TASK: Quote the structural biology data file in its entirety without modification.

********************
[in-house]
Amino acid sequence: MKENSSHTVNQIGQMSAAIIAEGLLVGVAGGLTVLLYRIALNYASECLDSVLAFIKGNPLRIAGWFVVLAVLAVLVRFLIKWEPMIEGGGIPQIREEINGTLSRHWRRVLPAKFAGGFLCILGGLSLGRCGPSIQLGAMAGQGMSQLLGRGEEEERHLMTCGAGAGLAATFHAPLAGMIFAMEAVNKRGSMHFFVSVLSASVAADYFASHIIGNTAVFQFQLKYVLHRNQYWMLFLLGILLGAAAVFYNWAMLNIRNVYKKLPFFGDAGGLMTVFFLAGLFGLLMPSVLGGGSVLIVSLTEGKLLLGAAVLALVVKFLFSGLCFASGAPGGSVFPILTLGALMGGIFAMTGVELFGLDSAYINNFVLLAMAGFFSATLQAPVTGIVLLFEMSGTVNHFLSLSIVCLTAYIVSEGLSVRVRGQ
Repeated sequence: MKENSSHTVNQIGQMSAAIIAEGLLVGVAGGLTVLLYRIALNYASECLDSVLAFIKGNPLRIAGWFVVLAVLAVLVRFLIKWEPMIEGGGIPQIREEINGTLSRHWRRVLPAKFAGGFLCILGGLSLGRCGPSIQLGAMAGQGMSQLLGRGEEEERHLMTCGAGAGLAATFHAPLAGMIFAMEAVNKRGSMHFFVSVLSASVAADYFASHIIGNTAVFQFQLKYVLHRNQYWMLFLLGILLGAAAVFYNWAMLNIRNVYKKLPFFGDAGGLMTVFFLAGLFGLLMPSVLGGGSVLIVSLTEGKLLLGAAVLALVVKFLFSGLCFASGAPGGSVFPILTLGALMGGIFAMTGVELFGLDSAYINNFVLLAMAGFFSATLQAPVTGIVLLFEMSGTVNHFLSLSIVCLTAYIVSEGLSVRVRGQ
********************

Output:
[in-house]
Amino acid sequence: MKENSSHTVNQIGQMSAAIIAEGLLVGVAGGLTVLLYRIALNYASECLDSVLAFIKGNPLRIAGWFVVLAVLAVLVRFLIKWEPMIEGGGIPQIREEINGTLSRHWRRVLPAKFAGGFLCILGGLSLGRCGPSIQLGAMAGQGMSQLLGRGEEEERHLMTCGAGAGLAATFHAPLAGMIFAMEAVNKRGSMHFFVSVLSASVAADYFASHIIGNTAVFQFQLKYVLHRNQYWMLFLLGILLGAAAVFYNWAMLNIRNVYKKLPFFGDAGGLMTVFFLAGLFGLLMPSVLGGGSVLIVSLTEGKLLLGAAVLALVVKFLFSGLCFASGAPGGSVFPILTLGALMGGIFAMTGVELFGLDSAYINNFVLLAMAGFFSATLQAPVTGIVLLFEMSGTVNHFLSLSIVCLTAYIVSEGLSVRVRGQ
Repeated sequence: MKENSSHTVNQIGQMSAAIIAEGLLVGVAGGLTVLLYRIALNYASECLDSVLAFIKGNPLRIAGWFVVLAVLAVLVRFLIKWEPMIEGGGIPQIREEINGTLSRHWRRVLPAKFAGGFLCILGGLSLGRCGPSIQLGAMAGQGMSQLLGRGEEEERHLMTCGAGAGLAATFHAPLAGMIFAMEAVNKRGSMHFFVSVLSASVAADYFASHIIGNTAVFQFQLKYVLHRNQYWMLFLLGILLGAAAVFYNWAMLNIRNVYKKLPFFGDAGGLMTVFFLAGLFGLLMPSVLGGGSVLIVSLTEGKLLLGAAVLALVVKFLFSGLCFASGAPGGSVFPILTLGALMGGIFAMTGVELFGLDSAYINNFVLLAMAGFFSATLQAPVTGIVLLFEMSGTVNHFLSLSIVCLTAYIVSEGLSVRVRGQ